Hearing Health and Technology -- Workshop, Project No. P171200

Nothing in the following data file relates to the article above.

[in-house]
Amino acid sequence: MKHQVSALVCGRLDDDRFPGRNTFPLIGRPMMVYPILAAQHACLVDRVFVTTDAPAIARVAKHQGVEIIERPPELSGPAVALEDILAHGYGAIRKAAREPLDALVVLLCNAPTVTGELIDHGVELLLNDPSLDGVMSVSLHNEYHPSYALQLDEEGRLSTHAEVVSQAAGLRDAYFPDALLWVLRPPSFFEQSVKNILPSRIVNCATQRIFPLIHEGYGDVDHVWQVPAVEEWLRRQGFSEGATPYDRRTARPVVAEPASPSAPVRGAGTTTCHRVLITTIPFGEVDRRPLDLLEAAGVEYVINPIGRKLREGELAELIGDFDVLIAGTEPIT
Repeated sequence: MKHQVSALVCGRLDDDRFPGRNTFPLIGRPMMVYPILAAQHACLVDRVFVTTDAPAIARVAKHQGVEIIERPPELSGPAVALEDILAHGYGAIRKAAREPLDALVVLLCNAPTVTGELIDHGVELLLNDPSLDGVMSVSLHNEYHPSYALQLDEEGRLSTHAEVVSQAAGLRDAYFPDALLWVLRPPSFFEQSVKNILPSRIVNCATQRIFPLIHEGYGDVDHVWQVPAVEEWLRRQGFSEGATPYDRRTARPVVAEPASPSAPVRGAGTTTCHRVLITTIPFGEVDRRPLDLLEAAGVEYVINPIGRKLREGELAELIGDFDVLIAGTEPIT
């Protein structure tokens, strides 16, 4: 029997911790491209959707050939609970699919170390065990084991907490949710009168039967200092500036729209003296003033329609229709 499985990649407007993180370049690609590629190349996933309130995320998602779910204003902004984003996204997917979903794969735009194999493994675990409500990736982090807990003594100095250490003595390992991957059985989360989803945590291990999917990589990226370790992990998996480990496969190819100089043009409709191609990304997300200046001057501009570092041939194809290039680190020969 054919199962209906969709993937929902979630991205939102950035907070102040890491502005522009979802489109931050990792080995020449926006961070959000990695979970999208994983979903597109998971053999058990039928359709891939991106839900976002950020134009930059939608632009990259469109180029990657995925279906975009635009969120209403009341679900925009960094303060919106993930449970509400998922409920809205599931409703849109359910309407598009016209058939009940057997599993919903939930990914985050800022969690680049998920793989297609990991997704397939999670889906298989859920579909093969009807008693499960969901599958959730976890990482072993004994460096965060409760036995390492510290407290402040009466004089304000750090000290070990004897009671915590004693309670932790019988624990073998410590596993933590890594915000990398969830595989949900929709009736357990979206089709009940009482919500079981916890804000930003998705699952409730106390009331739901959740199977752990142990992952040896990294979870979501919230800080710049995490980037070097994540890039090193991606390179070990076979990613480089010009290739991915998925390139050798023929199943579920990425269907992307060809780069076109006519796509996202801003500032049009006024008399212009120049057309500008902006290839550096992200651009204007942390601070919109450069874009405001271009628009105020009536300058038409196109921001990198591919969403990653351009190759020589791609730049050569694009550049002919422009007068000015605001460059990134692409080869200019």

As a Board-Certified Hearing Instrument Specialist, licensed in the State of Illinois for 28 years, I offer to you the following opinion: Allowing for Hearing Aids to be sold in an OVER-THE-COUNTER (OTC) format would be a disservice to all hearing-impaired consumers and have an ill effect on the industry professionals who dispense hearing aid devices. This bill has been written and introduced WITHOUT A FULL UNDERSTANDING of the detailed process necessary to properly evaluate, educate and fit each patient with hearing aids that effectively cover the specific needs of their hearing loss. My new patients are always surprised to find out how involved a proper hearing aid fitting can be. Purchasing "Hearing Aids" is NOT like purchasing eyeglasses over the counter! With eyeglasses, you can sample the different strengths of lenses and select the pair you can see most clearly with. The brain must be retrained over time to recognize sound again, however, to regain the sense of hearing. Yes, the auditory process actually forgets the sounds it does not hear for a long period of time! A hearing loss is unique to an individual, so even if 10 people have the same hearing loss on paper, each one would most likely require a different prescriptive fit. Sometimes people with a significant hearing loss can only tolerate a small amount of amplification due to recruitment. Other times, people with a mild hearing loss want and need as much amplification as someone with a significant hearing loss. In my 28 years of dispensing, I have fit well over 3,000 hearing aids, and in those fittings ONLY TWO people actually liked what the computer picked based on their hearing loss. After the initial fitting of the hearing instruments it takes on average, two to three follow-up visits for a patient to accept the new amplification. I can only imagine how disappointed consumers will be if the hearing aids are purchased OTC without any adjustments or counseling! I must also stress how often I discover notable medical conditions during the otoscopic exam and/or hearing evaluation. As a hearing instrument specialist, I have "red flags" to look for that require a referral to a medical doctor if they are present. I have seen ear infections, tumors, cerumen (earwax), and once, a hearing aid battery that had been inadvertently placed in the ear by the patient. I refer at least one out of every six people I see to have the cerumen removed BEFORE I can proceed with their hearing evaluation. The hearing evaluation itself reveals "red flags" that turn out to be tumors, otosclerosis, or the need for a cochlear implant, etc. Consequently, if a consumer does not receive an otoscopic exam or hearing evaluation PRIOR to purchasing hearing aids, any conditions which may be present will go undetected and the patient will not receive the proper care. Also keep in mind that hearing aid prices have remained relatively the same since digital hearing aids were introduced 20 years ago. In my office, hearing aids are only a few hundred dollars more today than they were at that time and the technology is probably 20 times better! So PRICE should not be considered a major stumbling block to hearing aid use, especially when most hearing aid offices offer financing plans, some with payments as low as $28.00 per month. If you want to do what's BEST for the consumer, consider the following: People purchasing OTC hearing aids could risk damaging their hearing further if the hearing aids are too loud for them, they could be covering up a medical condition, or even worse, they might not even need hearing aids IF they just have a cerumen buildup in their ears. And, they certainly will not get the adjustments and counseling necessary to make the hearing aids work for their unique hearing loss. Therefore, for the safety and well-being of the general public/consumer, I ask that you PLEASE VOTE "NO" for S.670 Over the Counter Hearing Aid Act of 2017 and also the companion bill, H.R. 1652.